My appearance yesterday on WICC-600AM with Joe Aguiar starts at 15:30. We shoot the breeze about some ill-conceived proposals I wrote about in my recent CTNewsJunkie op-eds, including rent control and mandatory voting, and what it's like to visit a cannabis store.
Thursday, March 9, 2023
Tuesday, March 7, 2023
The Peter Reilly-Barbara Gibbons Murder Case: A Chronology
A grave injustice occurred in Litchfield County, Connecticut, beginning on September 28, 1973, when Peter Reilly, 18, was arrested and subsequently coerced by State Police into falsely confessing to -- and was later wrongfully convicted of -- the grisly murder of his mother, Barbara Gibbons. Below, and reproduced here as part of the historical record, is an update and timeline of events as they appeared in the Lakeville Journal on March 17, 2005:
Connecticut Commissioner of Public Safety Leonard Boyle has agreed to give Peter Reilly access to state police files that could help him discover who murdered his mother, Barbara Gibbons, after more than 30 years. For decades, Reilly himself was the prime suspect for the police – in part because, after two days of interrogation without sleep, food or an attorney, the 18-year-old youth was induced to sign a confession saying he killed and sexually assaulted his mother. Reilly was not convicted of the crime but his name was never completely cleared, either. With the help of journalist Donald Connery, a Kent resident, and The Lakeville Journal, Reilly has been able at last to get access to the police files on the case.Noble Horizons by yours truly]
Searching through those files is likely to be a time-consuming endeavor, though. In 1983, The Lakeville Journal ran a chronology of the events up to the point of the investigation. The introduction to that listing notes that, "No other criminal case in Connecticut history has been so thoroughly investigated by so many people for so long a time ... State's Attorney Dennis Santore speaks of the principal investigative file on the case as something occupying not filing cabinets but whole closets."
That 1983 special section also noted that, "In the process, however, there has been much public confusion about what happened, and who did what to whom, and why the case went on and on like an Icelandic saga ... So many were the events and so mountainous the data that even insiders and diligent observers often lost their way."
To help readers understand the scope of the investigation and trial, The Lakeville Journal offers this abbreviated version of that chronology:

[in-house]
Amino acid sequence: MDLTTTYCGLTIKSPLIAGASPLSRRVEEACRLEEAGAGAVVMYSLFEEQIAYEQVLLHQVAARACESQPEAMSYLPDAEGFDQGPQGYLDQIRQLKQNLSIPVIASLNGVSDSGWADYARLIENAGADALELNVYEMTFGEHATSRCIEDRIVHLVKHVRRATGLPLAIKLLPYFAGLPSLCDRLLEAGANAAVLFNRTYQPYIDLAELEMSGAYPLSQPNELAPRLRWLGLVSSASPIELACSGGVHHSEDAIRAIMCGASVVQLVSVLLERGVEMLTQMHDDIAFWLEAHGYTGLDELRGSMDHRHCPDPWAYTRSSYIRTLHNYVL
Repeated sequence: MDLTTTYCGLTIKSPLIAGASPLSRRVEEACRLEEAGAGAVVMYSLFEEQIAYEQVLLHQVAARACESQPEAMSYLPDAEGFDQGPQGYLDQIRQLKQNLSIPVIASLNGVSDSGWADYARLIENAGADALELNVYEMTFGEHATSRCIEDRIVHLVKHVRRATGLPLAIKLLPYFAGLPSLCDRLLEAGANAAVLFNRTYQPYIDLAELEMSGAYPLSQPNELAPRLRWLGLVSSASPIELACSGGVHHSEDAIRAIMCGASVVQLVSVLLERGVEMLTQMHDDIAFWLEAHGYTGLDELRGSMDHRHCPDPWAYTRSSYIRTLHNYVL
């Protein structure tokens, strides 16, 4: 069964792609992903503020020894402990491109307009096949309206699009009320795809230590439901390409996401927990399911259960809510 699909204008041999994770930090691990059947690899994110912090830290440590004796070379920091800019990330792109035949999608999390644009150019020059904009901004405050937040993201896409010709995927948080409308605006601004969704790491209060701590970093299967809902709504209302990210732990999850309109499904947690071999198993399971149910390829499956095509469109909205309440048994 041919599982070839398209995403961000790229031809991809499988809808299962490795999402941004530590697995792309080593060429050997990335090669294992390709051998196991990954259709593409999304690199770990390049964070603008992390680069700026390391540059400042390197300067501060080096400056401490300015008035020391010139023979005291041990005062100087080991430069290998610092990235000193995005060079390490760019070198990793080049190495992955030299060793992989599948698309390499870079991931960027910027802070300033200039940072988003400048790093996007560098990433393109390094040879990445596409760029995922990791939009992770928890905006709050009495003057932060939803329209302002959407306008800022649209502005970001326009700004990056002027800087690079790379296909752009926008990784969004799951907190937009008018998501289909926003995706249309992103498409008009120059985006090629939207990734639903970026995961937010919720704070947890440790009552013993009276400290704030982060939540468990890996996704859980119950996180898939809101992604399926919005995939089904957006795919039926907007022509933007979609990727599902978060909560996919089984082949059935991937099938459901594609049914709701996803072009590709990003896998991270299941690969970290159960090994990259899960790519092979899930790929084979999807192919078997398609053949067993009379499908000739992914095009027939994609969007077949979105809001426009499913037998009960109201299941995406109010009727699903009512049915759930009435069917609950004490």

Tuesday, February 28, 2023
Recent CTNewsJunkie Op-eds 2023
Rent Control Advocates Barking Up The Wrong Tree 02.28.23
My latest for @ctnewsjunkie >> Should state gov't step in and regulate the markets to control rental rates? I say no. If it must be done, give local boards the authority to do it on a town-by-town basis. #rentcontrol #ctpolitics https://t.co/J0U4JdIEDr
— Terry D. Cowgill (@terrycowgill) February 28, 2023
How Bad An Idea is Compulsory Voting? Let Me Count The Ways 02.15.22
State Police Contracts, Taking Out The Trash, And Other Thoughts 02.01.23
Wednesday, February 15, 2023
CT Politics TV Hit With Joe Aguiar
My hour-long Feb. 8 appearance on CTPoliticsTV with Joe Aguiar. We talk state police, garbage, marijuana in Connecticut, wine in grocery stores and a bevy of national issues as well. Always fun.
Screenshot below. Link to video is here. You must be logged in to your LinkedIn account to view it.
Saturday, December 24, 2022
Christmas Cheer, Happy New Year!
Wednesday, December 14, 2022
Recent CTNewsJunkie Op-eds 2022
My latest for @ctnewsjunkie > Over the last decade, we've taken baby steps in dealing with the threat and the reality of mass school shootings: school security & gun control. Does anyone on the planet think it's enough? #ctpolitics #SandyHook10YearsLater https://t.co/gcw5lXAzJu
— Terry D. Cowgill (@terrycowgill) December 14, 2022
Ten Years After Sandy Hook, Too Much Work Remains 12.14.22
McKinney, Fasano Tell 'Spoiled Child' Trump To Get Lost 12.07.22
Confusion In ‘Washington’ – Free Speech Or Law Breaking? 11.30.22
Apropos of Nothing: Of Voting, Bob’s Union Support, Gas Tax Reprieve 11.16.22
The 2022 Wipeout: What Will Connecticut’s GOP Learn From It? 11.09.22
Thursday, August 11, 2022
Can Yang's Third Party Succeed? Depends On Where 'Forward' Is
As a lifelong unaffiliated voter unhappy with binary political choices, I've long wished for a viable third party to emerge. But at this early juncture, I find the new party started by Andrew Yang, Christine Todd Whitman and David Jolly profoundly unsatisfying.
The "Forward Party is fighting for the American people with practical, common-sense solutions," its website announces. "While other political parties look to divide America into different camps, the Forward Party aims to bring them together."...
Presumably so as not to scare anyone away at this early juncture, Yang and company offer practically no specifics as to which policies they would pursue. In its platform, Forward offers ideas concerning elections themselves (e.g. ranked-choice voting, nonpartisan primaries, independent redistricting commissions) but next to nothing on the other policies its candidates would advocate for if elected to office.
Read more ...
My latest for @ctnewsjunkie >> So @AndrewYang wants to move us "Forward" with his new political party but seems unwilling at this point to tell us exactly where "forward" takes us. I can't take this effort seriously until I see more transparency. https://t.co/Ssqfz8ikVU
— Terry D. Cowgill (@terrycowgill) August 10, 2022